Let them drill, says the U.S. Department of the Interior. On Monday, regulators approved Shell's offshore plan that calls for the drilling of three exploratory wells in the Gulf of Mexico. Then, on Tuesday, Exxon Mobil was granted approval to drill in the deep waters of the Gulf, marking the fourth deepwater permit issued since the disastrous BP oil spill.
It's near impossible to forget that back in April of 2010, the Deepwater Horizon burst into flames, sunk into the sea and spewed oil for months. In early May, President Obama declared that no additional deepwater drilling efforts would commence until measures were in place to prevent this type of disaster. Then, in October of 2010, U.S. Secretary of the Interior, Ken Salazar, announced that deepwater drilling would resume. Earlier this month, Salazar said that he expects to sign off on a "signif
I had to make the decision the other day. The fuel gauge was on empty and the closest gas station boasted the BP logo. My co-driver advocated against patronizing the store, but our choices were limited. I pulled up to the pump and pulled the trigger, but I didn't feel good about it.
The BP oil spill has reminded us that whether we love ethanol or hate it, it's still loads better than crude oil. Or at least that's what the corn ethanol lobbies would have us believe, according to Slate.
BP and the US government haven't been as forthcoming with details about the company's oil spill as some of us would like. Lack of clear information often breeds speculation, and what follows is certainly speculation. That being said, those of us who write for ABG and you, our readers, often deal with absolutes: the most efficient battery design, the fastest charge time, the largest miles-per-gallon number. So we can't help but wonder, what is the absolute worst case scenario for the BP oil spill
One of the weirdest parts of the BP oil spill is the work that actor Kevin Costner is doing to help clean up the spill. Except that it's really not that weird at all. We just weren't that aware of the work Costner has been doing on oil cleanup work with his Costner Industries company and Ocean Therapy Solutions since his interest was piqued after the Exxon Valdez spill in 1989. After all this time developing and promiting his oil separation devices, OTS now has some good news to report: BP is "e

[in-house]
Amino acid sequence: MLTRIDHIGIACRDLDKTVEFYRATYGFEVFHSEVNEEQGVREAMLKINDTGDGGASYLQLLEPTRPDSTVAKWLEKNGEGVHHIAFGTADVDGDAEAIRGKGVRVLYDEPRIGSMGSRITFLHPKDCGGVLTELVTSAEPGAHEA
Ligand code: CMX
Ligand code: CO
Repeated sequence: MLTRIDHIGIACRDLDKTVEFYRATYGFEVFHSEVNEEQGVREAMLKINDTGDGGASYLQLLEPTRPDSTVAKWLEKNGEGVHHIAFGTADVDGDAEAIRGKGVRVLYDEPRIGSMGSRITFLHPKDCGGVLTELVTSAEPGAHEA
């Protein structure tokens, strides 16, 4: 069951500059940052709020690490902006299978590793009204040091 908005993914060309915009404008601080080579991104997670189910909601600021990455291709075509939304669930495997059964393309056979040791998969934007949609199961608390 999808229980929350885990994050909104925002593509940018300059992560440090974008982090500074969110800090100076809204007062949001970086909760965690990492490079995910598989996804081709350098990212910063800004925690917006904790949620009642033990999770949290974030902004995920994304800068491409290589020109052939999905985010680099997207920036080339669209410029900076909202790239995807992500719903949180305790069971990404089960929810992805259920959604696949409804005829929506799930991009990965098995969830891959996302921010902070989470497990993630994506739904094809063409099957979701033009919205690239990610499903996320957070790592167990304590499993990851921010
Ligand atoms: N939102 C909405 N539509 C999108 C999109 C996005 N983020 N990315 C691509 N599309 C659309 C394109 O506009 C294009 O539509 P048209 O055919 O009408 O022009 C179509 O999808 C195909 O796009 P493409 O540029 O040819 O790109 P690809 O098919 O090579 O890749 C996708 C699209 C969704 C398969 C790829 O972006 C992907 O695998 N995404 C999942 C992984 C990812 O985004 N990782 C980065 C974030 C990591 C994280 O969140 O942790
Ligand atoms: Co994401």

You'd have to be living in a deep, dark hole somewhere in the middle of nowhere to not have heard anything about the massive oil spill in the Gulf Of Mexico. And you better not come out of your cave just yet, since not a day pass that we don't hear about this continuing disaster. We should be hearing about this, because it's a tragic event and British Petroleum (BP) deserves to take heat for its actions (or lack thereof) that led to the explosion and ensuing catastrophic spill. Even though BP ha
When a major public relations calamity strikes a large corporation. the situation can be addressed in multiple ways. The best approach is surely to address the problem quickly and effectively and rely on the public to recognize that you've done the right thing. Such a tactic worked remarkably well for Johnson & Johnson following the Tylenol poisoning incident in 1982. The other major approach is to obfuscate, spin and ultimately re-brand.
For weeks, oil has been gushing into the Gulf of Mexico at a rate of somewhere between 5,000 and 47 zillion barrels a day and BP still has no clear plan to stop it. Now, everyone from the U.S. Government to Kevin Costner to those fellas down in Florida with the hay are doing their part to clean up the mess. Add to that list a group of young graphic designers who got together in Belfast, Maine recently to shave the heads of townspeople and make hair booms to help sop up the crude.
British consumer research firm YouGov BrandIndex polls 5,000 adults every weekday to allocate a so-called buzz rating to some of the most important consumer brands in the world. The buzz rating of a brand can fluctuate wildly if, for example, a new product or service is announced. Let loose a piece of really good news and your buzz rating can hit 100 points. But negative news about a brand can send the buzz factor plummeting to minus 100 points. Sounds like TMZ-style ratings for corporations to
The Diane Rhem Show had a good hour-long discussion about BP's ever-worsening oil spill in the Gulf of Mexico this morning and it got us to thinking. We're all familiar with what happens during a tragedy like this, even when it turns out to be a lot worse than we originally thought, but what about fifty years from now when oil-burning cars are the minority? (they will be the minority by then, right?) As we shift away from petroleum, what other problems might we be creating?